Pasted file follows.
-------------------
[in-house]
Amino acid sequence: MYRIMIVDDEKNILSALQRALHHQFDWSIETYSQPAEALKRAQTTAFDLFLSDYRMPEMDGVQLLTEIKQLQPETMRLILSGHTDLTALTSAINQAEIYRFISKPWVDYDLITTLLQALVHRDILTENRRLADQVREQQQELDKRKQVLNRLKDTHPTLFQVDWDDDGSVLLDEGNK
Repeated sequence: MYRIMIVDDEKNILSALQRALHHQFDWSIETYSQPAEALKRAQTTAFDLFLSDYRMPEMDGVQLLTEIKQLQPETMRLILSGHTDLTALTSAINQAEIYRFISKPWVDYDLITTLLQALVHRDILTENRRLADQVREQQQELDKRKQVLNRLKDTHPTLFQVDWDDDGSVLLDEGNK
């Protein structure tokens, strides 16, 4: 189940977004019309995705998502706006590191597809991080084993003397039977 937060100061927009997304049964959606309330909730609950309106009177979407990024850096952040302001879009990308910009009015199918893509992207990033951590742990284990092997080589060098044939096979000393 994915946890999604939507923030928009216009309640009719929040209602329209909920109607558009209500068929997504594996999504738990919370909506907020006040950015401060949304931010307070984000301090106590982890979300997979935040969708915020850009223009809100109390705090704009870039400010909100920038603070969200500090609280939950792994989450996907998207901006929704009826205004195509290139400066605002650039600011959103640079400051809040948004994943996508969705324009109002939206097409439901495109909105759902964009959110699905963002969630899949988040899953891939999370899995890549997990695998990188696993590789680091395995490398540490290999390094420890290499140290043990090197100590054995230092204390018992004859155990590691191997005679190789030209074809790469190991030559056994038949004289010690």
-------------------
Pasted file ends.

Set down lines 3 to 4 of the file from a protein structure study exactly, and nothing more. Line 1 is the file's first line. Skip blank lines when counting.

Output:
Repeated sequence: MYRIMIVDDEKNILSALQRALHHQFDWSIETYSQPAEALKRAQTTAFDLFLSDYRMPEMDGVQLLTEIKQLQPETMRLILSGHTDLTALTSAINQAEIYRFISKPWVDYDLITTLLQALVHRDILTENRRLADQVREQQQELDKRKQVLNRLKDTHPTLFQVDWDDDGSVLLDEGNK
């Protein structure tokens, strides 16, 4: 189940977004019309995705998502706006590191597809991080084993003397039977 937060100061927009997304049964959606309330909730609950309106009177979407990024850096952040302001879009990308910009009015199918893509992207990033951590742990284990092997080589060098044939096979000393 994915946890999604939507923030928009216009309640009719929040209602329209909920109607558009209500068929997504594996999504738990919370909506907020006040950015401060949304931010307070984000301090106590982890979300997979935040969708915020850009223009809100109390705090704009870039400010909100920038603070969200500090609280939950792994989450996907998207901006929704009826205004195509290139400066605002650039600011959103640079400051809040948004994943996508969705324009109002939206097409439901495109909105759902964009959110699905963002969630899949988040899953891939999370899995890549997990695998990188696993590789680091395995490398540490290999390094420890290499140290043990090197100590054995230092204390018992004859155990590691191997005679190789030209074809790469190991030559056994038949004289010690």